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Simple PSU question on first build


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#1
adorableedgar

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Should i pick the 115v or the 230v option on the back of the PSU? i did some research but i can't seem to find any place that gives me a straight forward question. from what i've learned i should pick the 115v option since i live in the US (HOWEVER I READ IN A WEBSITE THAT THE U.S. USES 120v plugs :), is the 5v difference okay?) but im still afraid to plug in set at 115v because in a book i have i read that if you happen to have a 230v receptacle(and i set the PSU at 115v) i will know right away with "showers of sparks and clouds of smoke" :) so i really really would like someone to completely confirm that i DO SET IT TO 115v. (i live in Atlanta, Georgia, United States)
thank you so much in advanced

Edited by adorableedgar, 20 February 2008 - 03:55 PM.

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#2
adorableedgar

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Also, i know my title says "120v and 240v" but my PSU has the options of 115 and 230, which makes me even more worried because what i've read says the U.S. uses 120v outlets not 115v...
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#3
Neil Jones

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230v is a European standard. Only set your PSU to this if you live in an area/country that has electricity coming through at 230v. Likewise don't set it to 115v if you don't live in a 115v area. Things will look very pretty but it won't half smell.

Anyway:


In the US and Canada, 220 volts, 230 volts, and 240 volts are used interchangeably to describe one voltage range that is used to power larger appliances. Similarly, 110 volts, 115 volts, and 120 volts all refer to the one voltage range that is available through the common electrical outlet. The sources of these seemingly different numbers is as follows:

1. The 220 volt and 110 volt designations are older and familiar terminology, but are no longer used in either product design or by electric utilities in the US and Canada.
2. The 230 volt and 115 volt terminology comes from equipment design standards. Equipment is commonly designed to operate at 230 or 115 volts plus or minus 10%.
3. Electric utilities typically deliver electricity, under standard conditions, at 240 volts and 120 volts plus or minus 5% at the transformer.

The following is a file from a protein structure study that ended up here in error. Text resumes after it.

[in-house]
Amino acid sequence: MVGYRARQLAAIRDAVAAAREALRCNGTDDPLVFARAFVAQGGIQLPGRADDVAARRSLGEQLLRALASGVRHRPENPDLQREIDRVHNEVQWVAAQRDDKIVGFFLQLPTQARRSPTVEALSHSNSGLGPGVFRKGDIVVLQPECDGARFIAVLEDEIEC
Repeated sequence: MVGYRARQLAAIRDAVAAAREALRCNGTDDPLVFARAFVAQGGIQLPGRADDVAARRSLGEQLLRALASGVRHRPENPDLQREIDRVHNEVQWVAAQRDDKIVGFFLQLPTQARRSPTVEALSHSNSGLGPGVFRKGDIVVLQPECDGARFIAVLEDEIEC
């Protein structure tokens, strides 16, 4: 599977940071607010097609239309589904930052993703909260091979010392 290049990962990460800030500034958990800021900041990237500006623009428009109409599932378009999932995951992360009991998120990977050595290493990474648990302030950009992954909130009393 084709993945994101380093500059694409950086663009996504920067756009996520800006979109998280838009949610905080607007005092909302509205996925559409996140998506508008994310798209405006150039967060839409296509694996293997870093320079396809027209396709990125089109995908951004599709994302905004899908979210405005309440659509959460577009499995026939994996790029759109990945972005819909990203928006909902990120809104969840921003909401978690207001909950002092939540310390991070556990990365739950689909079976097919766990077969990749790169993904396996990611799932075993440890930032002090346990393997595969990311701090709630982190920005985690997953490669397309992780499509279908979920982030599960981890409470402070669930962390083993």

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#4
adorableedgar

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yay so i will set it to 115v. thank you BUT i have another problem..... im building my system right now and it turns out that the motherboard is raised too high when i put on the stand-offs...the reason is beacuse the case has 4 bumps with holes for stand-offs but when i uses these bumped holes the motherboard is raised too high. The case also has other holes without the bumps that also fit the motherboard and will leave it at perfect height to fit the rear I/O panel BUT the problem is that if i put the stand off in the lower holes the motherboard touches the bumped holes...and im afraid this would short my board if i do this...or is this okay? OR will i have to go HULK on my case and hammer those bumps down?

Edited by adorableedgar, 20 February 2008 - 04:29 PM.

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#5
adorableedgar

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anyone please??
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#6
Neil Jones

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The bumped holes are there for a reason. They act as stand-offs on their own. Please don't screw any extra stand-offs into them otherwise you'll never get the side back on. Do not hammer the bumps down.

You only need to add extra stand-offs as and when in the provided holes where there aren't bumped areas that match up with the holes in the motherboard. You don't need to drill anything extra.
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